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New Residence Halls Push Commuters to Campus Exterior

Cain Madden

In an effort to make room for the 865 students coming to live on campus in the new residence halls, commuter parking got cut, to the tune of 920 parking spots. Commuter, faculty/staff and resident decals also rose to $85.
In all, resident parking increased by 857 from this past year, still falling short of the total number of students living on campus, and faculty/staff parking has shrunk due to some construction areas on campus.
The biggest issue, Assistant Vice Chancellor Clay Jones said, is that when you grow as fast as Ole Miss has – 33 percent growth in freshmen from 2008 to 2011 – parking spaces can’t be created as fast.
“The campus has really exponentially grown,” Jones said. “We can’t make everybody have front door access in parking under that type of environment.”
Jones said the university does have a plan to allow people to park somewhere and also get these people into the core of campus, such as with the park-and-ride system, which chartered two new bus routes aimed at running between campus and the parking lots every seven minutes during peak hours.
“As we have shifted this year, and we have had to shift — we are not trying to hide that — we have tried to put an emphasis on the students who have elected to be residents on campus,” Jones said. “We believe that for safety reasons, for the fact that they chose to live on campus, that they deserve a place to park as reasonably close to their buildings as they can go.”
Even then, Jones admitted that they had to shift resident parking so that not even all of the residents could park near the front door of their buildings. Jones said this shift meant that somebody, the commuters in particular, had to move to the exterior of the campus.
“There is nothing that can be done about that,” Jones said. “We’re not at all looking at that as some big negative or stigma — it is a fact of growth.”
Any university that has grown as fast as The University of Mississippi, Jones said, would have to ask somebody to move a little further out.
To combat the parking problem, as well as many others relating to transportation, Jones oversaw a committee that led to the development of the new Parking and Transportation department. Before, parking and transportation was housed in many departments, including the university police department, the office of sustainability and campus recreation.
Isaac Astill, who has a master’s degree in public administration from the University of Utah, where he also worked with the commuter service department, was hired to head the new department. Astill said his goal is to come up with a better transportation system for Ole Miss.
“The goal on campus is to have a plan presented and approved later this year that we can implement for next year,” Astill said.
The plan may not be something that is completely implemented next year, but rather, Astill said it may be more like “take these five steps next year, and then an additional few steps the year after that.”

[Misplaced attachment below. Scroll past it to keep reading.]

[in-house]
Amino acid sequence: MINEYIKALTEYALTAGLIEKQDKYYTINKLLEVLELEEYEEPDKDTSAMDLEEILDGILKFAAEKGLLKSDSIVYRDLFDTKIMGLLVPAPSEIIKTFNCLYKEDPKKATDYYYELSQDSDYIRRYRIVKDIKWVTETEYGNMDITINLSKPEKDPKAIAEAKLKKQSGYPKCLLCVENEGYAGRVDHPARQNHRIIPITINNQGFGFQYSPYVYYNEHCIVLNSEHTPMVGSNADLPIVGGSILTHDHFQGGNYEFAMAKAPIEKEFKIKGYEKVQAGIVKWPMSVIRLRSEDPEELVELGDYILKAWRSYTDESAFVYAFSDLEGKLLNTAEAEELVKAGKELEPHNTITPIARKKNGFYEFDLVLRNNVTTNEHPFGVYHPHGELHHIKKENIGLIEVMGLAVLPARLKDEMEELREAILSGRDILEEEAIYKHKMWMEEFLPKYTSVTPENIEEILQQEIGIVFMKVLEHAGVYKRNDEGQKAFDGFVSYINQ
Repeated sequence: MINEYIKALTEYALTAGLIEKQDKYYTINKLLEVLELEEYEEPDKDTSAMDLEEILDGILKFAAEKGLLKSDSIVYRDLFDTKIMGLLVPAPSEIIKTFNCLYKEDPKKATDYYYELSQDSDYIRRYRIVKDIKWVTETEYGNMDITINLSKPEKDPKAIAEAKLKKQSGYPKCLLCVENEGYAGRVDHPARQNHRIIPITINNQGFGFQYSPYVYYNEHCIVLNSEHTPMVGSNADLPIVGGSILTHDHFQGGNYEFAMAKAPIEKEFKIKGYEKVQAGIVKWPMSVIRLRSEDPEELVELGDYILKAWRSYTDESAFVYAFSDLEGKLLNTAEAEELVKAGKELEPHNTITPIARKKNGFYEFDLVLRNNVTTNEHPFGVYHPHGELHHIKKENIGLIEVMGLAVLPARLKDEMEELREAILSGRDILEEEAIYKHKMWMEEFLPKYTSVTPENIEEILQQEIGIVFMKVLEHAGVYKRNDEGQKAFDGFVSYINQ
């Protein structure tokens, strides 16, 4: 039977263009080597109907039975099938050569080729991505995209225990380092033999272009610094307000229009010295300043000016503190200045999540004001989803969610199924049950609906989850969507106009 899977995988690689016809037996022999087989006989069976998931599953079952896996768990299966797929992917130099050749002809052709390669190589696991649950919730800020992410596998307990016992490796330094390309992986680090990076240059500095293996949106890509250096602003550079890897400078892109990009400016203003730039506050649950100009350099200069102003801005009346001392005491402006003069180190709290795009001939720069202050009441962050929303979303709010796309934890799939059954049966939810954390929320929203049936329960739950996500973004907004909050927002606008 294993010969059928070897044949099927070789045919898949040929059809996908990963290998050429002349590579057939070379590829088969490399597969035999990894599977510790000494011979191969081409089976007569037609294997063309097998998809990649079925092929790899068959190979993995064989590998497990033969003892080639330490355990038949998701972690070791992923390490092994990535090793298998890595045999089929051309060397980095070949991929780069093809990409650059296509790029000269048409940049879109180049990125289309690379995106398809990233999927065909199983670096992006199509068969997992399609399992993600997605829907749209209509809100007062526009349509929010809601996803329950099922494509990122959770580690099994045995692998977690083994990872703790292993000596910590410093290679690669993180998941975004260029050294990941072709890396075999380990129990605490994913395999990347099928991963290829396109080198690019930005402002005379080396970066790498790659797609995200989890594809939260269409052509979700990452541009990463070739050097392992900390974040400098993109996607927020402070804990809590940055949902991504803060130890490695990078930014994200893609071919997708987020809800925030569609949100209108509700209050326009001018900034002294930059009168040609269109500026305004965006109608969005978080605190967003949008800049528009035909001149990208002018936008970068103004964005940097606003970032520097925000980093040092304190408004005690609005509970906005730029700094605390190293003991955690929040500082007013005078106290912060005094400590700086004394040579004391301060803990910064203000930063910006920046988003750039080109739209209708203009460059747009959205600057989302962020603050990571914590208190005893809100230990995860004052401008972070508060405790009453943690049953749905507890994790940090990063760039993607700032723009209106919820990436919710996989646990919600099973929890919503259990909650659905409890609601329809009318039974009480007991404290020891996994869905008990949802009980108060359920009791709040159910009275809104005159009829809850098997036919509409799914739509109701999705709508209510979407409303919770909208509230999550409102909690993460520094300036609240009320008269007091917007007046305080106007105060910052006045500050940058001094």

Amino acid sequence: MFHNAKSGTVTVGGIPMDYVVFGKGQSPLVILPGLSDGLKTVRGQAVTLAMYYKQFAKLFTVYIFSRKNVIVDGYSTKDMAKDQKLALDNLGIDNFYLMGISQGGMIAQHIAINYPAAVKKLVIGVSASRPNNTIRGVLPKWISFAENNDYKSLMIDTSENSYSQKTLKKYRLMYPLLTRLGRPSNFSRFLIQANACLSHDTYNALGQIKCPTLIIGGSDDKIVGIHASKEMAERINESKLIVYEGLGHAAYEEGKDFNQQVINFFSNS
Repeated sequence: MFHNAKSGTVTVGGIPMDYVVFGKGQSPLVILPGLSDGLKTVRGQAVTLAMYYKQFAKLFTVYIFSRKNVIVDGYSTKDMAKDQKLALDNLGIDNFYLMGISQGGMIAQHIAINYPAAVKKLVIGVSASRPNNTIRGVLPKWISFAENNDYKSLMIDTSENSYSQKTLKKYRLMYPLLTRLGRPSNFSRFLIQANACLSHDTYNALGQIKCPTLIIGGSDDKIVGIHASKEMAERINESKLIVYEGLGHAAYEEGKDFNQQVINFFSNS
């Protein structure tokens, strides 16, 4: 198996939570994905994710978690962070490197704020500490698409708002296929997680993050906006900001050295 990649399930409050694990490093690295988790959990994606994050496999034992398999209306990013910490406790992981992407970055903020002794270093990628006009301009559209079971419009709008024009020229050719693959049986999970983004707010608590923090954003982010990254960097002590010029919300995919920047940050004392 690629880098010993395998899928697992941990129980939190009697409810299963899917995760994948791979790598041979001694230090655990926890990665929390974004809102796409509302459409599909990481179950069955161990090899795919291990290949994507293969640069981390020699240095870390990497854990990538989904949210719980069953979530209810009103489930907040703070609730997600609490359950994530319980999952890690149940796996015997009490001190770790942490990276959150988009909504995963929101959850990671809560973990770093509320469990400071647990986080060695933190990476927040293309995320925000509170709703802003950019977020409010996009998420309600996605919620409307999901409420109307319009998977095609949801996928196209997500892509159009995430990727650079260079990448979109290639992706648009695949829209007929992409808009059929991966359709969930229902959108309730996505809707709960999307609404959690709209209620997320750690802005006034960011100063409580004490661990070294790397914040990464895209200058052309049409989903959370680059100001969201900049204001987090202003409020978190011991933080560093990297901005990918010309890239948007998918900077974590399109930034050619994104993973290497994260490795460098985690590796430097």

While parking for commuters likely will remain on the exterior of campus, the goal is to make it as convenient as possible.
“We want to provide as many options for people to get into campus and around campus as possible, so it is still convenient and you are not getting stuck in a rainstorm, things of that nature,” Astill said.
Astill also said that a parking garage would be something the university would have to consider, though he said it would come at a great expense, $17,000 to $30,000 per parking stall added.
“You can build a parking garage that looks like a parking garage, or you can build a parking garage that is not an eyesore, and obviously, this campus is focused on keeping a clean and pristine look,” Astill said.
While parking and transportation will run for the most part the same as it was this past year as Astill gets acclimated, there were still some changes. Along with the new bus routes, there are more signs on campus letting students know where they can and cannot park with specific decals.
The first new bus route will run from the South Lot to Kennon Observatory circle and back, via a new road that connects the South Lot to Manning Way. The second route will run from the Jackson Avenue Center, which was formerly known as the Old Mall, down Fraternity Row, around Chapel Lane to Magnolia Drive to return to the Jackson Avenue Center. The park-and-ride decal remained at $20.
“Our plan is to encourage as many people as possible to buy these cheaper permits, park in these exterior lots, with the knowledge and experience that they are going to be able to get on a bus every five to seven minutes and get to campus,” Astill said. “You’ll find that it is a convenient thing, that you are actually getting farther into campus and quicker than it would be for you to park in a commuter lot and walk in.”
Astill also wants the department to be more customer-oriented.
“We want to give the department a face-lift, let people know what we are here for, provide different services and take feedback and continue to better the system,” Astill said.
For more information, you can visit www.olemiss.edu/parking/.